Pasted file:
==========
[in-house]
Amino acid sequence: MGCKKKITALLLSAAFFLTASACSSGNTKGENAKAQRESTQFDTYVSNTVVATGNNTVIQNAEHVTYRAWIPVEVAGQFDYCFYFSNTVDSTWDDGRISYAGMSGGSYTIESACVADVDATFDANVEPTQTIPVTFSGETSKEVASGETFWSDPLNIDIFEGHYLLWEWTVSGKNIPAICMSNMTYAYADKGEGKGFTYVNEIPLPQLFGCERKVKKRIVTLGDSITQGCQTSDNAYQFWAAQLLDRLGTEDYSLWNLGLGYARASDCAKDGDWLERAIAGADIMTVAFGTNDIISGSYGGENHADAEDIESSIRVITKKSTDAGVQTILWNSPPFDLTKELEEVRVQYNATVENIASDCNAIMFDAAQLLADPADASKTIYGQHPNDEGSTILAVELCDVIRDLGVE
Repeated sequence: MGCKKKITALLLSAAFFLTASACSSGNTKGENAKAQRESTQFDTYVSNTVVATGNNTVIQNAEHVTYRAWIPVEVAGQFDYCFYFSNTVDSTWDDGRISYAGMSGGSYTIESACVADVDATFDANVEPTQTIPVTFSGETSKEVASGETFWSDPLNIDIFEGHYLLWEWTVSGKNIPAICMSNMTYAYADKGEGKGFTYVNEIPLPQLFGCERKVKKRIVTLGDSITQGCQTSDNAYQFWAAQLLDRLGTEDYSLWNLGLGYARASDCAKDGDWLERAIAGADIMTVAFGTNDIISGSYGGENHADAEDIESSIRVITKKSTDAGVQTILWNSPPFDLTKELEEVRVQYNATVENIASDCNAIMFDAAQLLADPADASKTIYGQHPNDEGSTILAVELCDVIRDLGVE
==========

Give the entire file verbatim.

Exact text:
[in-house]
Amino acid sequence: MGCKKKITALLLSAAFFLTASACSSGNTKGENAKAQRESTQFDTYVSNTVVATGNNTVIQNAEHVTYRAWIPVEVAGQFDYCFYFSNTVDSTWDDGRISYAGMSGGSYTIESACVADVDATFDANVEPTQTIPVTFSGETSKEVASGETFWSDPLNIDIFEGHYLLWEWTVSGKNIPAICMSNMTYAYADKGEGKGFTYVNEIPLPQLFGCERKVKKRIVTLGDSITQGCQTSDNAYQFWAAQLLDRLGTEDYSLWNLGLGYARASDCAKDGDWLERAIAGADIMTVAFGTNDIISGSYGGENHADAEDIESSIRVITKKSTDAGVQTILWNSPPFDLTKELEEVRVQYNATVENIASDCNAIMFDAAQLLADPADASKTIYGQHPNDEGSTILAVELCDVIRDLGVE
Repeated sequence: MGCKKKITALLLSAAFFLTASACSSGNTKGENAKAQRESTQFDTYVSNTVVATGNNTVIQNAEHVTYRAWIPVEVAGQFDYCFYFSNTVDSTWDDGRISYAGMSGGSYTIESACVADVDATFDANVEPTQTIPVTFSGETSKEVASGETFWSDPLNIDIFEGHYLLWEWTVSGKNIPAICMSNMTYAYADKGEGKGFTYVNEIPLPQLFGCERKVKKRIVTLGDSITQGCQTSDNAYQFWAAQLLDRLGTEDYSLWNLGLGYARASDCAKDGDWLERAIAGADIMTVAFGTNDIISGSYGGENHADAEDIESSIRVITKKSTDAGVQTILWNSPPFDLTKELEEVRVQYNATVENIASDCNAIMFDAAQLLADPADASKTIYGQHPNDEGSTILAVELCDVIRDLGVE